Continuing our series on enterprising inventors of everyday things we take for granted, Sally Anne asks …
Who on Earth invented…the Pedal Bin?!
You’re carrying something to the bin, your hands are full and you don’t want to spill it. Thank goodness for the pedal bin! Read on to find out about the inventor who tried to make life easier.
Ergonomics is the science of making equipment which fits and works with the human body. This basically means making things work as easily and as conveniently as possible. Dr Lillian Gilbreth was a keen inventor who believed in finding the easiest way of getting things done. As such, she invented a range of gadgets to make jobs easier, including the pedal bin in the 1920s. Now we have to admit, pedal bins aren’t very exciting, but Lillian’s life definitely was.
Lillian, born in California in 1878, was an extraordinary woman. She went to university even though it was unusual for women at that time. Her Dad thought that women didn’t need to go to university, but Lillian went anyway. After studying English Literature at university, she met her husband-to-be, Frank. He was introduced Lillian to ergonomics and working efficiently. She later went back to university to study how this could happen, gaining a PhD, which made her a Doctor of Science.
Lillian and Frank continued to work together, telling companies how to improve. Lillian also continued inventing, with shelves inside fridge doors and an electric food mixer amongst her other inventions. After Frank died in 1924, Lillian single-handedly raised their 12 children. She also continued with their business, even though some companies didn’t want to work with a woman. Their busy home life inspired their son, also called Frank, to write a book about their life called Cheaper by the Dozen. This was made into a film in the 1950s and inspired the 2003 version, although this version changed the names and storyline.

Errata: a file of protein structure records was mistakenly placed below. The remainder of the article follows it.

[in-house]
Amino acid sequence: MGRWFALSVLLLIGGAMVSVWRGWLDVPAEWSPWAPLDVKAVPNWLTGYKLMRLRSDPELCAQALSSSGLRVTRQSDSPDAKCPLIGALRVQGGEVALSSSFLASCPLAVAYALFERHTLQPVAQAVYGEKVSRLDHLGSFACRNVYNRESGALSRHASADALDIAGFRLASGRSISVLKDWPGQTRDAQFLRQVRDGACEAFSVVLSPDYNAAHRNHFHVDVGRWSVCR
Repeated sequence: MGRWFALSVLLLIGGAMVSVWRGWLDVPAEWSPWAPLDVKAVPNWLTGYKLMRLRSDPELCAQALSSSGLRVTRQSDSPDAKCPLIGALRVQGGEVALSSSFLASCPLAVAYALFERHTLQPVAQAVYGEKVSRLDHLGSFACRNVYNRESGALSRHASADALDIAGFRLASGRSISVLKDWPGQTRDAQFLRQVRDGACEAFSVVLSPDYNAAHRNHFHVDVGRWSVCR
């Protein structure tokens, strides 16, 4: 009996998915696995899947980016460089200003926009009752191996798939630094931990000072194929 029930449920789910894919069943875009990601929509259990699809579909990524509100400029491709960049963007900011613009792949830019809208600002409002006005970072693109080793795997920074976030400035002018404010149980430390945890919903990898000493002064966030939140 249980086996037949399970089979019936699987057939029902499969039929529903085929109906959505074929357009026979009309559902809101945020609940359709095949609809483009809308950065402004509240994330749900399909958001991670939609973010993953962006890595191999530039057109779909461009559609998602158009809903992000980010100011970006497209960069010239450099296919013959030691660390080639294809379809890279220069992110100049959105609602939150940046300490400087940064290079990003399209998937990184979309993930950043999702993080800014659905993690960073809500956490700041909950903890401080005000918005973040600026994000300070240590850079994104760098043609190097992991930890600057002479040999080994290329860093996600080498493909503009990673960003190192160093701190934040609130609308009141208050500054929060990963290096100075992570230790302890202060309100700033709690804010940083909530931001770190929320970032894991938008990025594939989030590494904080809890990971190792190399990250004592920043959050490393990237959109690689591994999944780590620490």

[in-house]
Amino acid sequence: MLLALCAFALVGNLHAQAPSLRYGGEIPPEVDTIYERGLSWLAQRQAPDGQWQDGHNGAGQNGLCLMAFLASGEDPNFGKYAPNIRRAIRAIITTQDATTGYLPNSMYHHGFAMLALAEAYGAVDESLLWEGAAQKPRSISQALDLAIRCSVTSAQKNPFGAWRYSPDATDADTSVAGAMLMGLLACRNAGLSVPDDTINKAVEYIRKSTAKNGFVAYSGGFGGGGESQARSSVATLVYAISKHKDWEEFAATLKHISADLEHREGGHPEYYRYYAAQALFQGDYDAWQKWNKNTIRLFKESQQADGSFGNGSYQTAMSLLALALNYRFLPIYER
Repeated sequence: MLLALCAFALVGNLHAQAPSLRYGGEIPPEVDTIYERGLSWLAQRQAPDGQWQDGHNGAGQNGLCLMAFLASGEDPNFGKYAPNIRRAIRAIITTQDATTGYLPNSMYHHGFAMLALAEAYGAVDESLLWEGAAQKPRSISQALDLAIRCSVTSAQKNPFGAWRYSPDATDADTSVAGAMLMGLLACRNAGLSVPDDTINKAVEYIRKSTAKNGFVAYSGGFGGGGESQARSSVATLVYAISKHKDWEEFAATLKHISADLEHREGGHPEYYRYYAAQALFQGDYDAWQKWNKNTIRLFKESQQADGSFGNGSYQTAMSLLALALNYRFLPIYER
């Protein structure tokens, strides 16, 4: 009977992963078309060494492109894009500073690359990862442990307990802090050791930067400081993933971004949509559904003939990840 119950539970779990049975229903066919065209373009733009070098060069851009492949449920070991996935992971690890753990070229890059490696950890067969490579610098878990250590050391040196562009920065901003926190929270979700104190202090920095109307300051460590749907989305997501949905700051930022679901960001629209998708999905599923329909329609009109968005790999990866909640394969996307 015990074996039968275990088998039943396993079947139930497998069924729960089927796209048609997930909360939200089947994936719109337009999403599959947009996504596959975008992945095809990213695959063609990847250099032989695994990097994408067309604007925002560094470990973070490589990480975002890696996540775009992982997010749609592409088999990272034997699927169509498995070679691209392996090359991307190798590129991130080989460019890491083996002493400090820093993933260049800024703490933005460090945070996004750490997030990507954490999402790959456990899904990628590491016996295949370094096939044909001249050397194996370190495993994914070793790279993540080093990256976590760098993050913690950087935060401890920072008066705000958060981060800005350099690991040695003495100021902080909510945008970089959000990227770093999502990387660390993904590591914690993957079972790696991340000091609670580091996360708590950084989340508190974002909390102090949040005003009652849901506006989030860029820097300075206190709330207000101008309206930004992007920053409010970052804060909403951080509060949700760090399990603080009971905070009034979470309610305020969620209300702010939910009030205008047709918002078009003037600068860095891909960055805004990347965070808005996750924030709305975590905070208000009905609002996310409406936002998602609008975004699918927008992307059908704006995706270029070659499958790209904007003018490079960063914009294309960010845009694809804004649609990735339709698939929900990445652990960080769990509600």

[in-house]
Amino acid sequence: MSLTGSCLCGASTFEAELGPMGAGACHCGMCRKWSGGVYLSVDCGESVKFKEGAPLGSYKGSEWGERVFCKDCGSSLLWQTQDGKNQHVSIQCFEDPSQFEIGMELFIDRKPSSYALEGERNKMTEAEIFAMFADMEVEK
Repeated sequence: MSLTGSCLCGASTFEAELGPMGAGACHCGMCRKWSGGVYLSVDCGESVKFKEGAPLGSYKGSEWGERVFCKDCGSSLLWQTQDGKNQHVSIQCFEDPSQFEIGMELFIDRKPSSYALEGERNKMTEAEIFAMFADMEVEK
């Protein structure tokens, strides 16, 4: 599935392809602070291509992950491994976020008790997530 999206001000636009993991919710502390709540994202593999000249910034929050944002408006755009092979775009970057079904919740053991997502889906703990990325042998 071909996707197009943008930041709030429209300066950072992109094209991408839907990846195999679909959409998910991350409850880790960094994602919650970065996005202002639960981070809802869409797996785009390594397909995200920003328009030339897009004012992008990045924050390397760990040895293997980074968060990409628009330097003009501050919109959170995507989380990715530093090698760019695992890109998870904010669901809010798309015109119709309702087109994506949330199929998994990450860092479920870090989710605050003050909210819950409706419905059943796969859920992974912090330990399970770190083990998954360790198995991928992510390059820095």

So whilst the pedal bin may not be the most earth shattering invention ever, its inventor was a pioneer in a time when most women were expected to stay in the home. Lillian not only gained an education when this was unusual for women, she worked to improve the way companies treat their staff as well as working designing gadgets to make housework easier for people with disabilities, making her a truly inspiring woman.
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